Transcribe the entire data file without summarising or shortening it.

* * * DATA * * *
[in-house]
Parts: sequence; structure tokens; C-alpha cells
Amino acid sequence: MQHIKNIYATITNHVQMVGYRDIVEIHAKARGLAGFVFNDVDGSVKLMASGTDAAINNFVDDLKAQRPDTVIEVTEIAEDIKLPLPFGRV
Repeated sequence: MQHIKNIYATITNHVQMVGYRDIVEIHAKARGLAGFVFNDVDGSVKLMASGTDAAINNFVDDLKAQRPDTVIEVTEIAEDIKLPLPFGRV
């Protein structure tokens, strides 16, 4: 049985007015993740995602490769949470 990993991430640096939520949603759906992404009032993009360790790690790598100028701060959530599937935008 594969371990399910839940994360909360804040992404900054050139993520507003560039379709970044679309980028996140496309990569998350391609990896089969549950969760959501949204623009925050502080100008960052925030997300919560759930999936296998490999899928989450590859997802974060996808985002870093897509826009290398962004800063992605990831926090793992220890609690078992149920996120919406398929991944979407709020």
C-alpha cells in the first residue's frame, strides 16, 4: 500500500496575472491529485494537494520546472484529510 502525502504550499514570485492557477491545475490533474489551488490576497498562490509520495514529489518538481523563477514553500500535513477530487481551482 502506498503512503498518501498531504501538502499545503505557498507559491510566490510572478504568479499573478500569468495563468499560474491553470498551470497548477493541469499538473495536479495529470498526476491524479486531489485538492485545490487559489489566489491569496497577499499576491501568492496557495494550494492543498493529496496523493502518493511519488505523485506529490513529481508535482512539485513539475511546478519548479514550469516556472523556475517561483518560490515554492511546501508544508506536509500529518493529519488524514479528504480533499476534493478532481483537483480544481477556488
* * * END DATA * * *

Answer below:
[in-house]
Parts: sequence; structure tokens; C-alpha cells
Amino acid sequence: MQHIKNIYATITNHVQMVGYRDIVEIHAKARGLAGFVFNDVDGSVKLMASGTDAAINNFVDDLKAQRPDTVIEVTEIAEDIKLPLPFGRV
Repeated sequence: MQHIKNIYATITNHVQMVGYRDIVEIHAKARGLAGFVFNDVDGSVKLMASGTDAAINNFVDDLKAQRPDTVIEVTEIAEDIKLPLPFGRV
């Protein structure tokens, strides 16, 4: 049985007015993740995602490769949470 990993991430640096939520949603759906992404009032993009360790790690790598100028701060959530599937935008 594969371990399910839940994360909360804040992404900054050139993520507003560039379709970044679309980028996140496309990569998350391609990896089969549950969760959501949204623009925050502080100008960052925030997300919560759930999936296998490999899928989450590859997802974060996808985002870093897509826009290398962004800063992605990831926090793992220890609690078992149920996120919406398929991944979407709020």
C-alpha cells in the first residue's frame, strides 16, 4: 500500500496575472491529485494537494520546472484529510 502525502504550499514570485492557477491545475490533474489551488490576497498562490509520495514529489518538481523563477514553500500535513477530487481551482 502506498503512503498518501498531504501538502499545503505557498507559491510566490510572478504568479499573478500569468495563468499560474491553470498551470497548477493541469499538473495536479495529470498526476491524479486531489485538492485545490487559489489566489491569496497577499499576491501568492496557495494550494492543498493529496496523493502518493511519488505523485506529490513529481508535482512539485513539475511546478519548479514550469516556472523556475517561483518560490515554492511546501508544508506536509500529518493529519488524514479528504480533499476534493478532481483537483480544481477556488